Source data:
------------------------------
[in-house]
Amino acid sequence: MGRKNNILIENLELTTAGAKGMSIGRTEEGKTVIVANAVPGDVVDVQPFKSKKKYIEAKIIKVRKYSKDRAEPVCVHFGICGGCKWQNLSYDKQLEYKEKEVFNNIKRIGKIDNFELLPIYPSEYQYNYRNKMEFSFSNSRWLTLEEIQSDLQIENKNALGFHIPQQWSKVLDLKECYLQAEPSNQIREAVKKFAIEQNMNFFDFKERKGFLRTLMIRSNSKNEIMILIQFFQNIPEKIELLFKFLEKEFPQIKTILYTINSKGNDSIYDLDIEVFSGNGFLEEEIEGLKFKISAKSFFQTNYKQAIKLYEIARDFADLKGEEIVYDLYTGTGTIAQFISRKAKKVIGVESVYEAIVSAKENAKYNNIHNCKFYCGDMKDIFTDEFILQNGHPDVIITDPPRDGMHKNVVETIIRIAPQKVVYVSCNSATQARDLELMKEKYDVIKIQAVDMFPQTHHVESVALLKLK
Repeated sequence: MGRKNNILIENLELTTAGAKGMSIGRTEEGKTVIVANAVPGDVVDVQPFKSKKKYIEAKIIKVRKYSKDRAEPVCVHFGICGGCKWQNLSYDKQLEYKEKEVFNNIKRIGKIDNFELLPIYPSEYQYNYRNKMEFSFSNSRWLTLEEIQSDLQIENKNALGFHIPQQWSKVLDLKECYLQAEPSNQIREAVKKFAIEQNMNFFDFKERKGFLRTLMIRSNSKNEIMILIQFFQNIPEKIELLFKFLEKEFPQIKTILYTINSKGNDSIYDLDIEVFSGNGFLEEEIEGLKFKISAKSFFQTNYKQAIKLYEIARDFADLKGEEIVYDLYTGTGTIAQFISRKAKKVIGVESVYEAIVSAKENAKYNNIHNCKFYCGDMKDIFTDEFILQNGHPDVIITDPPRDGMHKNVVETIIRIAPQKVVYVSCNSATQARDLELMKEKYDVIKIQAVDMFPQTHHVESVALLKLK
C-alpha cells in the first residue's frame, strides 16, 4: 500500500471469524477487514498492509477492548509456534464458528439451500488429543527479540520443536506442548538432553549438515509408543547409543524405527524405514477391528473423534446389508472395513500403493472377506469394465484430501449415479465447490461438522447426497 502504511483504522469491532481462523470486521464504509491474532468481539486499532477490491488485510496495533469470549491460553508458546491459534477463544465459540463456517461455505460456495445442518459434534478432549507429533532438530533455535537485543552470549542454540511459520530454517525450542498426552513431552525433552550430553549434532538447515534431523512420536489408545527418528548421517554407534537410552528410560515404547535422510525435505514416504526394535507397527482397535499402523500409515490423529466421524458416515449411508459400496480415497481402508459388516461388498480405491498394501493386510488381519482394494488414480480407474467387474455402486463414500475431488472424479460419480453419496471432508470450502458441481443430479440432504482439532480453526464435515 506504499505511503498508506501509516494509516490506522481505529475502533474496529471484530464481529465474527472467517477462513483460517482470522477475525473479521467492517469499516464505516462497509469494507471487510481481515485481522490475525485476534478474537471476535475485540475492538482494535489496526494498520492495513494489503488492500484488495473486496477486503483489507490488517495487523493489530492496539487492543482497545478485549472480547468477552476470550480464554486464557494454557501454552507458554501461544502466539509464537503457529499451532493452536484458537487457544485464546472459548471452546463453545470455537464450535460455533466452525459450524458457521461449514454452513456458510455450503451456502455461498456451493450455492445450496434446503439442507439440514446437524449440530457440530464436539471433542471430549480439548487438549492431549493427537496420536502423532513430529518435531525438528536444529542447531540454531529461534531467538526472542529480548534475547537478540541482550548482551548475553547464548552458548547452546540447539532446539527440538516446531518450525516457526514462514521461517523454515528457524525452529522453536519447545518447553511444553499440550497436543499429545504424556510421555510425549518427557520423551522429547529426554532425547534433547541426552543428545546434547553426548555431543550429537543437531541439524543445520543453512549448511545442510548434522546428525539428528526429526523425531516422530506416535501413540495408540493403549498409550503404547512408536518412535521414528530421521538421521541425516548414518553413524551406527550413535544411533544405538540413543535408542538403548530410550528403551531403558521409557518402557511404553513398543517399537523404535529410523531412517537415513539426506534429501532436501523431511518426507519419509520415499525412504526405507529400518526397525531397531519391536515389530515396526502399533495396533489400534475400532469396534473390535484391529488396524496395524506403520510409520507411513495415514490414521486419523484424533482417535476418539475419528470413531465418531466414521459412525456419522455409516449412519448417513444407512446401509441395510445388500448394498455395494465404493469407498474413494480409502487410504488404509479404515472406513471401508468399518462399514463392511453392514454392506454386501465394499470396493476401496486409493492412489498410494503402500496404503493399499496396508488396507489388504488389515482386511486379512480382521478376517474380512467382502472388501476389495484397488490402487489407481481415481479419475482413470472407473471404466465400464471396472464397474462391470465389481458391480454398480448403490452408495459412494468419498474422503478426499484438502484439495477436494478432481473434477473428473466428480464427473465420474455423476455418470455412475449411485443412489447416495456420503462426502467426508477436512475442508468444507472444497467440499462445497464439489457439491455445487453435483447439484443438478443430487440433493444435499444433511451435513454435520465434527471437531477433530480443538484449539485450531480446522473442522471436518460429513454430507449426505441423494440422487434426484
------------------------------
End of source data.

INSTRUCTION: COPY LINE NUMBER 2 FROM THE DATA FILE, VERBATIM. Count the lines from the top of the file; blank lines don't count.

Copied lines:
Amino acid sequence: MGRKNNILIENLELTTAGAKGMSIGRTEEGKTVIVANAVPGDVVDVQPFKSKKKYIEAKIIKVRKYSKDRAEPVCVHFGICGGCKWQNLSYDKQLEYKEKEVFNNIKRIGKIDNFELLPIYPSEYQYNYRNKMEFSFSNSRWLTLEEIQSDLQIENKNALGFHIPQQWSKVLDLKECYLQAEPSNQIREAVKKFAIEQNMNFFDFKERKGFLRTLMIRSNSKNEIMILIQFFQNIPEKIELLFKFLEKEFPQIKTILYTINSKGNDSIYDLDIEVFSGNGFLEEEIEGLKFKISAKSFFQTNYKQAIKLYEIARDFADLKGEEIVYDLYTGTGTIAQFISRKAKKVIGVESVYEAIVSAKENAKYNNIHNCKFYCGDMKDIFTDEFILQNGHPDVIITDPPRDGMHKNVVETIIRIAPQKVVYVSCNSATQARDLELMKEKYDVIKIQAVDMFPQTHHVESVALLKLK